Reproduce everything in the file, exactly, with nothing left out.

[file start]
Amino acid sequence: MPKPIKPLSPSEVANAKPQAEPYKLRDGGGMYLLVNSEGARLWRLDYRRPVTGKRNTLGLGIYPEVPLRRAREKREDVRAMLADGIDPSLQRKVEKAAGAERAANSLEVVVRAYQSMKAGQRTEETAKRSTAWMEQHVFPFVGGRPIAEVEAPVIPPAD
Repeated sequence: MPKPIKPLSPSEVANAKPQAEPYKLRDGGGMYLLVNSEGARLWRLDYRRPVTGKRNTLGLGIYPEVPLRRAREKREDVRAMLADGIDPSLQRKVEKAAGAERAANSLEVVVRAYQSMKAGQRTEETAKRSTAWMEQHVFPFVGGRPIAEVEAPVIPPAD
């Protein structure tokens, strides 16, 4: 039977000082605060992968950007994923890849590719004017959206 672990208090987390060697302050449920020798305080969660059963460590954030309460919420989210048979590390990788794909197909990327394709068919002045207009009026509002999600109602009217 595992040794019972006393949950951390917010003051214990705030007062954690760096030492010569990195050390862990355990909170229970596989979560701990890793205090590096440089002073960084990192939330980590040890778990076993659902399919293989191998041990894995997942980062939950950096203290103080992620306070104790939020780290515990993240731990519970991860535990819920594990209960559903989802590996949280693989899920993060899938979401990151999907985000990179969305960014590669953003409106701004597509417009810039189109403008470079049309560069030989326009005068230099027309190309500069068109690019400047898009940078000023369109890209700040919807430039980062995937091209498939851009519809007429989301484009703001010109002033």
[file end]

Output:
Amino acid sequence: MPKPIKPLSPSEVANAKPQAEPYKLRDGGGMYLLVNSEGARLWRLDYRRPVTGKRNTLGLGIYPEVPLRRAREKREDVRAMLADGIDPSLQRKVEKAAGAERAANSLEVVVRAYQSMKAGQRTEETAKRSTAWMEQHVFPFVGGRPIAEVEAPVIPPAD
Repeated sequence: MPKPIKPLSPSEVANAKPQAEPYKLRDGGGMYLLVNSEGARLWRLDYRRPVTGKRNTLGLGIYPEVPLRRAREKREDVRAMLADGIDPSLQRKVEKAAGAERAANSLEVVVRAYQSMKAGQRTEETAKRSTAWMEQHVFPFVGGRPIAEVEAPVIPPAD
């Protein structure tokens, strides 16, 4: 039977000082605060992968950007994923890849590719004017959206 672990208090987390060697302050449920020798305080969660059963460590954030309460919420989210048979590390990788794909197909990327394709068919002045207009009026509002999600109602009217 595992040794019972006393949950951390917010003051214990705030007062954690760096030492010569990195050390862990355990909170229970596989979560701990890793205090590096440089002073960084990192939330980590040890778990076993659902399919293989191998041990894995997942980062939950950096203290103080992620306070104790939020780290515990993240731990519970991860535990819920594990209960559903989802590996949280693989899920993060899938979401990151999907985000990179969305960014590669953003409106701004597509417009810039189109403008470079049309560069030989326009005068230099027309190309500069068109690019400047898009940078000023369109890209700040919807430039980062995937091209498939851009519809007429989301484009703001010109002033």